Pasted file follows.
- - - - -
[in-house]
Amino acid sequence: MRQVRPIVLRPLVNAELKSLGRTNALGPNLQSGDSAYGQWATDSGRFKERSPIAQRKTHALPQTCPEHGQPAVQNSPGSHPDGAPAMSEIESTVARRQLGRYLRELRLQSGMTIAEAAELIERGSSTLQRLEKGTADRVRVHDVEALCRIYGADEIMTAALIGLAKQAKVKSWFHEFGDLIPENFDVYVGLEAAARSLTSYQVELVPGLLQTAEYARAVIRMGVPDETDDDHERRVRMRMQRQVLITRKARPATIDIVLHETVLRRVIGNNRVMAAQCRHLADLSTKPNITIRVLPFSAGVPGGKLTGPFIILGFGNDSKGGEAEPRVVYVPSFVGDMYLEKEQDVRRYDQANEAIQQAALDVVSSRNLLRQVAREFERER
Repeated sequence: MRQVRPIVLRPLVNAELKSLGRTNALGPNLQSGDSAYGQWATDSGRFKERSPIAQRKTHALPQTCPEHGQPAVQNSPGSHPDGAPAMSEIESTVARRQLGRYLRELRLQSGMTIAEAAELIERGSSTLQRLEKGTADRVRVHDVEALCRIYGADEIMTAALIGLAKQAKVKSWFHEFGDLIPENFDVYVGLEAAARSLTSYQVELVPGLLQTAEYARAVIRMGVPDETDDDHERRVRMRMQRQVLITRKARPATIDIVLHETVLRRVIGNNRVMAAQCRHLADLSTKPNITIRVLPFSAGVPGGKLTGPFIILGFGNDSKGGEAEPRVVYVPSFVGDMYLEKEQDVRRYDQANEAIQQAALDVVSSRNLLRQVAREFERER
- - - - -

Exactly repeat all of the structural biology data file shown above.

[in-house]
Amino acid sequence: MRQVRPIVLRPLVNAELKSLGRTNALGPNLQSGDSAYGQWATDSGRFKERSPIAQRKTHALPQTCPEHGQPAVQNSPGSHPDGAPAMSEIESTVARRQLGRYLRELRLQSGMTIAEAAELIERGSSTLQRLEKGTADRVRVHDVEALCRIYGADEIMTAALIGLAKQAKVKSWFHEFGDLIPENFDVYVGLEAAARSLTSYQVELVPGLLQTAEYARAVIRMGVPDETDDDHERRVRMRMQRQVLITRKARPATIDIVLHETVLRRVIGNNRVMAAQCRHLADLSTKPNITIRVLPFSAGVPGGKLTGPFIILGFGNDSKGGEAEPRVVYVPSFVGDMYLEKEQDVRRYDQANEAIQQAALDVVSSRNLLRQVAREFERER
Repeated sequence: MRQVRPIVLRPLVNAELKSLGRTNALGPNLQSGDSAYGQWATDSGRFKERSPIAQRKTHALPQTCPEHGQPAVQNSPGSHPDGAPAMSEIESTVARRQLGRYLRELRLQSGMTIAEAAELIERGSSTLQRLEKGTADRVRVHDVEALCRIYGADEIMTAALIGLAKQAKVKSWFHEFGDLIPENFDVYVGLEAAARSLTSYQVELVPGLLQTAEYARAVIRMGVPDETDDDHERRVRMRMQRQVLITRKARPATIDIVLHETVLRRVIGNNRVMAAQCRHLADLSTKPNITIRVLPFSAGVPGGKLTGPFIILGFGNDSKGGEAEPRVVYVPSFVGDMYLEKEQDVRRYDQANEAIQQAALDVVSSRNLLRQVAREFERER